What we lost when the Republican Party got lost | Charen
In the congressional scam typhoon we witnessed this week, one detail caught my attention that could easily have been lost in the gales.
A group of 35 Republican senators signed a letter to Majority Leader Chuck Schumer and Finance Committee Chairman Ron Wyden about an aspect of the House reconciliation bill they find disturbing .
“As you know, the current marriage penalties arise when a household’s overall tax bill increases due to a couple’s marriage and joint tax filing. … Unfortunately, despite its initial rollout as part of the “American Plan for Families,” the current draft reconciliation bill takes an existing marriage penalty in the Earned Income Tax Credit (EITC) and l ‘significantly worsens. This is not the only marriage penalty created or made worse by the partisan bill. “
For the record, I think this objection is quite valid. If there is one thing the social science literature is virtually unanimous on, it is that two parents are better than one. And while marriage is not essential in ensuring that a child grows up in a stable home – some cohabiting parents stay together for decades and some single parents provide a very stable home – the association is extremely strong. Anyone concerned about child poverty should be concerned about marriage. Children who grow up in two-parent families have a poverty rate of 7.5%, compared to 36.5% of those raised in single-parent families.
It’s not just poverty. Children raised in stable homes without revolving doors with new adult partners for their parents and new half-brothers (real or de facto) for themselves are in better physical and psychological health. They are less likely to have difficulty in school, to be in trouble with the law, to engage in risky behavior or to become depressed and to kill themselves. The United States has the dubious distinction of having more children living with a single adult (23%) than any other nation on earth. A Pew survey of 130 countries found the global average to be 7%.
This link between marriage and good outcomes for children is so strong that academics from all walks of life agree on it, although they may differ on what to do about it, or how to do it. question of whether it is even possible to do something about the increasing percentage of children who are growing up. in single-parent households.
Government efforts to encourage marriage, such as those undertaken by the administration of George W. Bush, have been well-intentioned failures. They included funding for programs offering counseling to new mothers on the virtues of marriage as well as couples therapy and public service announcements featuring celebrities. Divorce / unmarried parentage numbers did not respond. (Divorce has been on a declining trend since its peak in 1980, but the percentage of children growing up in single-parent homes has not declined due to the increase in unmarried pregnancies.)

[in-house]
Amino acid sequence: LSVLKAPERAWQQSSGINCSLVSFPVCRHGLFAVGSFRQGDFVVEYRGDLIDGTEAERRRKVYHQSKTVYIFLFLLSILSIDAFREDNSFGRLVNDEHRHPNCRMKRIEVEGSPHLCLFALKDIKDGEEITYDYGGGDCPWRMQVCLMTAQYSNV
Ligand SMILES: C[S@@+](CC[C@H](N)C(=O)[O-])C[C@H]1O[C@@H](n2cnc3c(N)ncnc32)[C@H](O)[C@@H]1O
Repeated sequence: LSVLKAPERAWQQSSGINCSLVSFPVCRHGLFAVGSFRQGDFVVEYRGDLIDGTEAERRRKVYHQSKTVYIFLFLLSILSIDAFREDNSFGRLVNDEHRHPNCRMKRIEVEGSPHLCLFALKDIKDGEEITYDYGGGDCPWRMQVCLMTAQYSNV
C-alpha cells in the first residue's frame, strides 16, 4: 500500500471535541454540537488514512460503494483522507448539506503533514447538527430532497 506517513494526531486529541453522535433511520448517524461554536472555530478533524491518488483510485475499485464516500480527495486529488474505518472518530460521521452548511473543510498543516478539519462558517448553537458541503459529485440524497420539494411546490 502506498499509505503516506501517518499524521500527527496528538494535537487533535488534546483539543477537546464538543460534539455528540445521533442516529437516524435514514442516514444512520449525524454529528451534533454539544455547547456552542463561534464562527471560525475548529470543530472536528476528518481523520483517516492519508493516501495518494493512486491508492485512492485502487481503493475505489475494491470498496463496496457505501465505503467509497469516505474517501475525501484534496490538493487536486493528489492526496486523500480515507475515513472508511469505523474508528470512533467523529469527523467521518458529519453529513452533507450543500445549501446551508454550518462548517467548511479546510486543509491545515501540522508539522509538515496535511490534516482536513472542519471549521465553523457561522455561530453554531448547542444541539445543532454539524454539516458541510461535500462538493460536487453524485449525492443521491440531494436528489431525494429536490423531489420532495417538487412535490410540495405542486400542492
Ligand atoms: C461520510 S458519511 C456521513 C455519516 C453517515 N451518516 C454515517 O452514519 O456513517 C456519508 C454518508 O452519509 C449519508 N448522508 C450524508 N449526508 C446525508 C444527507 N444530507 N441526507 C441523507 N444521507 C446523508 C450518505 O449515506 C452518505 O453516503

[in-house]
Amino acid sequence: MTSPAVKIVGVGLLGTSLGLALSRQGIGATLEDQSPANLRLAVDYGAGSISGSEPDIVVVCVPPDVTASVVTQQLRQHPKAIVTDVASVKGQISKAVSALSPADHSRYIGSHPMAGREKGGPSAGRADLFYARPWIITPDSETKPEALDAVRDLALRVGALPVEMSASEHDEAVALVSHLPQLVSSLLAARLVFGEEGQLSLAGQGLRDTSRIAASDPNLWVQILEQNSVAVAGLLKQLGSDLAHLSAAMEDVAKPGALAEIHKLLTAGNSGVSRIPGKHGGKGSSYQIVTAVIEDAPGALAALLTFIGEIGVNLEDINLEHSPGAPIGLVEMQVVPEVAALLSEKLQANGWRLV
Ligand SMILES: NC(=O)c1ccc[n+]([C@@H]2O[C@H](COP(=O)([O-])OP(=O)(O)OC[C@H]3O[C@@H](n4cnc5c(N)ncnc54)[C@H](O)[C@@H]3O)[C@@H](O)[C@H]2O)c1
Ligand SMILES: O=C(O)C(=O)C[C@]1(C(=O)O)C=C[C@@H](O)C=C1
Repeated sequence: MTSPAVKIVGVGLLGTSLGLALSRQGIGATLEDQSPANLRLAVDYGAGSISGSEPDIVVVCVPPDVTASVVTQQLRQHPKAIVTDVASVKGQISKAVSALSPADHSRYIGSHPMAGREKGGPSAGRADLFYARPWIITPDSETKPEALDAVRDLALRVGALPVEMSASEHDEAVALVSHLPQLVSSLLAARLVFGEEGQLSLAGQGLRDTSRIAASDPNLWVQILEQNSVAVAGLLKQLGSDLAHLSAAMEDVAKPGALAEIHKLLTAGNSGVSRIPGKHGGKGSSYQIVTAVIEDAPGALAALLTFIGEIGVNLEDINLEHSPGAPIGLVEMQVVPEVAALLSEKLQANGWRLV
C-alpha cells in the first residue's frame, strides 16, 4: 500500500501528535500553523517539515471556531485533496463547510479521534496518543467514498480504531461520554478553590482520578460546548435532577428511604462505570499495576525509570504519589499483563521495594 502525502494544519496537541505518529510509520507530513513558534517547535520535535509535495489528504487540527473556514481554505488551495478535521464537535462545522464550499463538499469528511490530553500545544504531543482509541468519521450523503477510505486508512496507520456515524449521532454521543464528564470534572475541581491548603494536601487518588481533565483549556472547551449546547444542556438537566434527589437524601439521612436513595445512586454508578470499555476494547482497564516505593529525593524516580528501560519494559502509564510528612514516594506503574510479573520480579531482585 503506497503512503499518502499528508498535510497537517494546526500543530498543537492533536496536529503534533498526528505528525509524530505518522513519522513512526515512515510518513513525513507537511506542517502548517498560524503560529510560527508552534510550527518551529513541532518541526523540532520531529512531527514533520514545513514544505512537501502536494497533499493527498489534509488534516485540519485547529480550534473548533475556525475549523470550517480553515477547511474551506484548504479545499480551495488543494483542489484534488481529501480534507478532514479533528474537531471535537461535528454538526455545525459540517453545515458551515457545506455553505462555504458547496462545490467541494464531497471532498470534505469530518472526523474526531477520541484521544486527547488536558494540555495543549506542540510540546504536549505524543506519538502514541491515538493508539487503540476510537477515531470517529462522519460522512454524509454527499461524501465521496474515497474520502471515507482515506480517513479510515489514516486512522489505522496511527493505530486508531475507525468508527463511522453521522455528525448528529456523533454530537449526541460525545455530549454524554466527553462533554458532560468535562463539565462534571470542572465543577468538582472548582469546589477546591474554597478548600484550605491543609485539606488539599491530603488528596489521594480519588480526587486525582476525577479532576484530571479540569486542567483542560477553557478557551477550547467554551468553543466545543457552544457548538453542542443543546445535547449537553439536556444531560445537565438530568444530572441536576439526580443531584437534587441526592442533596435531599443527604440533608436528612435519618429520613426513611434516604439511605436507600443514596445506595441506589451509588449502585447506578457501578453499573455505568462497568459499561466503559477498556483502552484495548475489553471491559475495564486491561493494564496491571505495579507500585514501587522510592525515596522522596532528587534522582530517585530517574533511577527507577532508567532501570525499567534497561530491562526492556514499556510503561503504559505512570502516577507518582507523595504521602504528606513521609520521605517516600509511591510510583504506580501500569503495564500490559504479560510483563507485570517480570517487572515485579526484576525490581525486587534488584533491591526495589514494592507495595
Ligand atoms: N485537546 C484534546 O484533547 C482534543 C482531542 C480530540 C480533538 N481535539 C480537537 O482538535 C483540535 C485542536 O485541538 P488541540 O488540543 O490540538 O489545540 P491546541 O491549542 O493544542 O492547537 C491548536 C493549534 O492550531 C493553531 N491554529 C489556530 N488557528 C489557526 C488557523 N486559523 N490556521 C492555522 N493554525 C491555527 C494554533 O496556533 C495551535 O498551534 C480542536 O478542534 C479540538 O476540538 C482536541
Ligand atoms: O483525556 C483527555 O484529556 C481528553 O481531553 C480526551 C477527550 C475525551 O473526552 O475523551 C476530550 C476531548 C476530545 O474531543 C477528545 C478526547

The government’s failure to affect marriage should come as no surprise. For one thing, the programs didn’t last long, but it’s probably for the best. Behavior as complex as choosing whether or not to marry is unlikely to be affected by government encouragement. It’s the same with other behaviors. Remember the “President’s Challenge” to eat healthy and exercise more? It was another Bush initiative. These incentive programs have a long pedigree. President Dwight Eisenhower founded the Presidential Council on Youth Fitness in 1956. Since then, obesity rates have steadily increased in every decade.
It doesn’t mean we should raise our hands. Cultural change is happening all the time. Just consider how successful we have been in reducing drunk driving over the past 25 years due to changing mores and activism from civil society groups like Mothers Against Drunk Driving.
But there is one huge thing the government can do: stop making it worse. Any tax or marriage penalties related to the safety net should be removed from the code. Republican senators are absolutely right about this. If that means the programs cost more, so be it. It’s worth it.
This is precisely the kind of perspective we need a healthy Conservative Party to move forward. We need a party that focuses on the importance of mediating institutions in society – families, churches, schools and community organizations – rather than just individuals and government. It is too often a blind spot for Democrats.
But today’s Republican Party has lost the benefit of the doubt. You need a certain moral standard to be taken seriously on issues like the marriage penalty. You rely on voters to believe that you are at least partly motivated by good politics.
But when Senator Mitch McConnell cynically obstructs a bill to raise the debt ceiling to cover the bills, his party helped rack up; when Republicans open their ranks to representatives like Paul Gosar, Lauren Boebert and Marjorie Taylor Greene; when the party thwarts basic public health measures like vaccines and masks; and when the party tightens ranks around former President Donald Trump by blocking an independent commission to investigate the January 6 riot, well, people will doubt your good faith.
Republicans are also endangering our democracy by embracing Trump’s election fraud fantasy. It is the most urgent threat. But it is also a loss for this country that the Republican Party discredits conservatism, because we cannot do without it.
Mona Charen is Policy Editor at The Bulwark and host of the “Beg to Differ” podcast.
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